Scenario #2: An investor buys 5 December $55 put contracts for $2.25 each, for a total investment of $1,125. XYZ falls to $59 one week in advance of earnings and the puts are trading for $3.75. The investor could close the position on 3 of the contracts and take profits of roughly $1.50, or 67%. Holding 2 contracts through the earnings announcement, if XYZ reports +8-cents, the stock may react further and drop to $53 over the next week. Here the Dec 55 puts might be trading for as much as $4 or $5 with just over 6 weeks until expiration. If the investor were able to sell the remaining 2 contracts of his position for $5, a $2.75 profit per contract would be realized. The total return on this trade might reach $1,000, or a gain of 89% on the $1,125 initial investment.

    Scenario #3: As in scenario #2, an investor buys 5 December $55 put contracts for $2.25 each. Assume that this time, XYZ falls to $61 before earnings and the investor is able to take profit on a part of the position, selling 2 option contracts at $2.75 for a $0.50 profit. But when XYZ reports in-line with the whisper number, the stock stabilizes above $65 and the investor realizes that it is time to exit the rest of the position because there will not be a typical Whisper Reactor move this earnings quarter. The good news is that the December put contracts with over 7 weeks of life remaining will not lose time value as quickly as November options would and the investor might be able to sell the options for anywhere between $1 and $2 each. If the investor is able to sell the remaining three option contracts for $1.50, he or she will realize a loss of $0.75 each on them. The net loss on this investment in 5 December put options might be in the neighborhood of $125 (3 x 75-cents loss - 2 x 50-cents gain = $125 net loss). The $125 loss would translate into an overall return on the $1,125 investment of -11.1%.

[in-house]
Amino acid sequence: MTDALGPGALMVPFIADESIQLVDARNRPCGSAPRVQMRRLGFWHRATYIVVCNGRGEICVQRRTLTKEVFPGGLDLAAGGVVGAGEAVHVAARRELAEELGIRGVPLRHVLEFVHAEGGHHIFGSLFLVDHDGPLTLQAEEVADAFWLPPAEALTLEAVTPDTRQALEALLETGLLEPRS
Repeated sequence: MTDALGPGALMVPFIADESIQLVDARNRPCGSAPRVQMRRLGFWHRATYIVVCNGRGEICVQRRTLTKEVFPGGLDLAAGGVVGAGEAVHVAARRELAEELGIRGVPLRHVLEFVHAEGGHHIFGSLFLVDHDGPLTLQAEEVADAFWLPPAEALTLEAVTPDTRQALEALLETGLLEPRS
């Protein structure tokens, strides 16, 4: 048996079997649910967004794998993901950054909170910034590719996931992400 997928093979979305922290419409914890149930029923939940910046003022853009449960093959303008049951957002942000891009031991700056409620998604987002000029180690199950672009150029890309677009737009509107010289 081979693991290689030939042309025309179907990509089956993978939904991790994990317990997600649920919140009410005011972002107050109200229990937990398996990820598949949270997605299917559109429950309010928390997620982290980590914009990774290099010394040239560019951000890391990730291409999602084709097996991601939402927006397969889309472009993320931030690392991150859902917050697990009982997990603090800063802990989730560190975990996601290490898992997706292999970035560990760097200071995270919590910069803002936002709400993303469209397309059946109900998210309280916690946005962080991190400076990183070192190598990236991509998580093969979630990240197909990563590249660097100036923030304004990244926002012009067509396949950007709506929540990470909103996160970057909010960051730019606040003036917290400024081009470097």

POST EARNINGS OPTIONS TRADES

Another way to play the earnings trade is to buy a call after a Whisper Reactor has beaten the whisper number, or buy a put after a Whisper Reactor has missed the whisper number. The good news is that you now have confirmation - the unknown is now known - and you can invest with higher confidence that a Whisper Reactor will make the expected average move higher or lower. The trade-off is that a good chunk of the post-earnings stock move may have already happened in the trading session following the earnings release. This trade-off is much more manageable and tolerable on a risk/reward basis than buying or shorting the underlying stock because options have lower and limited risk relative to their underlying stock.

For a daily look at options activity on stocks-especially before and during company earnings reports - tune into the SideWinder™ Real-Time Update at www.ONN.tv. Veteran options trader and risk manager Jud Pyle scans the equity options markets on the open every day and pinpoints those stocks with significant options trading action, such as high volume and volatility surges or declines. The SideWinder™ is filmed on the trading floor of the Chicago Board Options Exchange and is an exclusive free service of The Options News Network.

When all is said and done, using options to capture the potential volatility of a Whisper Reactor is a highly favorable risk/reward approach. Limited risk (for option buyers) and relatively higher leverage (versus buying or shorting stock alone) make options a solid choice for playing the uncertainty and volatility of an earnings event. As always, be sure to consult your broker or financial advisor before initiating any options trading strategy. Happy earnings season!

Written by Kevin Cook, Optionshouse



Kevin Cook was an institutional foreign exchange market maker for 9 years before signing on with the Optionshouse Options News Network as an options instructor and market analyst. He studied philosophy in college and wanted to teach, but ended up on the floor of a commodity exchange where he learned trading and derivatives from the ground up.